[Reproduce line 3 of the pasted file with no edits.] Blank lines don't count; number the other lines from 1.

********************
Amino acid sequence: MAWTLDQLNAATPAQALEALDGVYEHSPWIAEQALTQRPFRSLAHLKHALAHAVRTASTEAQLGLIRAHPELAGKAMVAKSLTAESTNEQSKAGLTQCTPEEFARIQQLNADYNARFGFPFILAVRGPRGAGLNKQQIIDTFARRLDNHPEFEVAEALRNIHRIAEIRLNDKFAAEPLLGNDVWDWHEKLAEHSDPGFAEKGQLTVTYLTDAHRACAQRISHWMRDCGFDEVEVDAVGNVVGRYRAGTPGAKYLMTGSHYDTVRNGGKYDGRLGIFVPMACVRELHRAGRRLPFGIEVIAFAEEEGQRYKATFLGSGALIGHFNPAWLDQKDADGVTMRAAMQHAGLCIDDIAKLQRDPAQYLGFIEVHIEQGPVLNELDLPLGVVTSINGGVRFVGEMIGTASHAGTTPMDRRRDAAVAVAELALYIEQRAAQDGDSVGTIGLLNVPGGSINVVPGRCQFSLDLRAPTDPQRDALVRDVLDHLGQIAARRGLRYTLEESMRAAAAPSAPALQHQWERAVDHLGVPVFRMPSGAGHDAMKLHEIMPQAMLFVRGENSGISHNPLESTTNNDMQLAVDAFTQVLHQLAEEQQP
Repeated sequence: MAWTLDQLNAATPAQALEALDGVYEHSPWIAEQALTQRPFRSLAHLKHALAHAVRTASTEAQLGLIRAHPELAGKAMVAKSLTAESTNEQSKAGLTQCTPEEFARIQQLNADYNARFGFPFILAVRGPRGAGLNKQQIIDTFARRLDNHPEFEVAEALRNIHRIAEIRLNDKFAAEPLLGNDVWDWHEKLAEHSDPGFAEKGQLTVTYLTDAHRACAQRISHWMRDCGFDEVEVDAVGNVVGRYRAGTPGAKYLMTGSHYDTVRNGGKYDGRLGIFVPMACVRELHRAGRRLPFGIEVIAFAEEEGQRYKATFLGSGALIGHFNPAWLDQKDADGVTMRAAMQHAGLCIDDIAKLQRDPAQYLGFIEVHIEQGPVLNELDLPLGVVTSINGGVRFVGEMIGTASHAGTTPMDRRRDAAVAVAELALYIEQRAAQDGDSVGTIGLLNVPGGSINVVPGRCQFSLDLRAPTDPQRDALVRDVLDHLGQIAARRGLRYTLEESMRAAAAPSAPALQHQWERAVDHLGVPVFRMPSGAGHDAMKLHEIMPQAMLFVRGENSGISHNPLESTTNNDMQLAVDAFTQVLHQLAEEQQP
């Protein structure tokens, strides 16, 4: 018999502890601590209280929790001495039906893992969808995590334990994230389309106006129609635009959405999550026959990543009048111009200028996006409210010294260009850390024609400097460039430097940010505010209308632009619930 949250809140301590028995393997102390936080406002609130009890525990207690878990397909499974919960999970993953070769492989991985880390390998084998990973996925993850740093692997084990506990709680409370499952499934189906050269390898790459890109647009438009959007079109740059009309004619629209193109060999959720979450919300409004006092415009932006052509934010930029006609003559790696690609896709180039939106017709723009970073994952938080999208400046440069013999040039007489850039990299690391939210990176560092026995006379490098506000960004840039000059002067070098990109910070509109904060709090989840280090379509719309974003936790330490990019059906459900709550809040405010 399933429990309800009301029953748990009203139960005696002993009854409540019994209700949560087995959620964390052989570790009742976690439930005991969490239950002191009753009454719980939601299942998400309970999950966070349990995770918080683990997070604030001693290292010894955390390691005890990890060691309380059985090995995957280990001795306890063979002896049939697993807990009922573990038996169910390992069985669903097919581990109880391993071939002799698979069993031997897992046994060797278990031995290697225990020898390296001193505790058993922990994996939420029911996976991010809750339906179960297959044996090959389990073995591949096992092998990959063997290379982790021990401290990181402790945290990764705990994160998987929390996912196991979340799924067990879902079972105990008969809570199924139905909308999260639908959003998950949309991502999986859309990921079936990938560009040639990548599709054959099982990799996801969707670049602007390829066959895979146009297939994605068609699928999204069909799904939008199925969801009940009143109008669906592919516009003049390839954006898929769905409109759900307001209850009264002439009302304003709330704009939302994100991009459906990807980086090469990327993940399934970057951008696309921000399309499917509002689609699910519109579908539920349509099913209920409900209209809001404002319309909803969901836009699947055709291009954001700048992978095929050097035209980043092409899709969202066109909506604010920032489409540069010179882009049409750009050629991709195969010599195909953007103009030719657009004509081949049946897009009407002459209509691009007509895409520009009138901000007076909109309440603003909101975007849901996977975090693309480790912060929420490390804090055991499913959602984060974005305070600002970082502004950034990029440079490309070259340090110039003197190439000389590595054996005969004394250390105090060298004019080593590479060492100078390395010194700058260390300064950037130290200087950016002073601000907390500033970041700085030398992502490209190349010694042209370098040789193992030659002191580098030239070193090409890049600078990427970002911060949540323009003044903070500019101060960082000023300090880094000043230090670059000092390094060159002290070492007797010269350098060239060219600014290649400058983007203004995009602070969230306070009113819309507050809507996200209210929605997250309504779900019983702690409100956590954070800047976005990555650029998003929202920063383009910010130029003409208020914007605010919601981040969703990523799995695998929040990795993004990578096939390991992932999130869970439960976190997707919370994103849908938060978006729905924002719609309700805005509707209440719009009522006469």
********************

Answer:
């Protein structure tokens, strides 16, 4: 018999502890601590209280929790001495039906893992969808995590334990994230389309106006129609635009959405999550026959990543009048111009200028996006409210010294260009850390024609400097460039430097940010505010209308632009619930 949250809140301590028995393997102390936080406002609130009890525990207690878990397909499974919960999970993953070769492989991985880390390998084998990973996925993850740093692997084990506990709680409370499952499934189906050269390898790459890109647009438009959007079109740059009309004619629209193109060999959720979450919300409004006092415009932006052509934010930029006609003559790696690609896709180039939106017709723009970073994952938080999208400046440069013999040039007489850039990299690391939210990176560092026995006379490098506000960004840039000059002067070098990109910070509109904060709090989840280090379509719309974003936790330490990019059906459900709550809040405010 399933429990309800009301029953748990009203139960005696002993009854409540019994209700949560087995959620964390052989570790009742976690439930005991969490239950002191009753009454719980939601299942998400309970999950966070349990995770918080683990997070604030001693290292010894955390390691005890990890060691309380059985090995995957280990001795306890063979002896049939697993807990009922573990038996169910390992069985669903097919581990109880391993071939002799698979069993031997897992046994060797278990031995290697225990020898390296001193505790058993922990994996939420029911996976991010809750339906179960297959044996090959389990073995591949096992092998990959063997290379982790021990401290990181402790945290990764705990994160998987929390996912196991979340799924067990879902079972105990008969809570199924139905909308999260639908959003998950949309991502999986859309990921079936990938560009040639990548599709054959099982990799996801969707670049602007390829066959895979146009297939994605068609699928999204069909799904939008199925969801009940009143109008669906592919516009003049390839954006898929769905409109759900307001209850009264002439009302304003709330704009939302994100991009459906990807980086090469990327993940399934970057951008696309921000399309499917509002689609699910519109579908539920349509099913209920409900209209809001404002319309909803969901836009699947055709291009954001700048992978095929050097035209980043092409899709969202066109909506604010920032489409540069010179882009049409750009050629991709195969010599195909953007103009030719657009004509081949049946897009009407002459209509691009007509895409520009009138901000007076909109309440603003909101975007849901996977975090693309480790912060929420490390804090055991499913959602984060974005305070600002970082502004950034990029440079490309070259340090110039003197190439000389590595054996005969004394250390105090060298004019080593590479060492100078390395010194700058260390300064950037130290200087950016002073601000907390500033970041700085030398992502490209190349010694042209370098040789193992030659002191580098030239070193090409890049600078990427970002911060949540323009003044903070500019101060960082000023300090880094000043230090670059000092390094060159002290070492007797010269350098060239060219600014290649400058983007203004995009602070969230306070009113819309507050809507996200209210929605997250309504779900019983702690409100956590954070800047976005990555650029998003929202920063383009910010130029003409208020914007605010919601981040969703990523799995695998929040990795993004990578096939390991992932999130869970439960976190997707919370994103849908938060978006729905924002719609309700805005509707209440719009009522006469």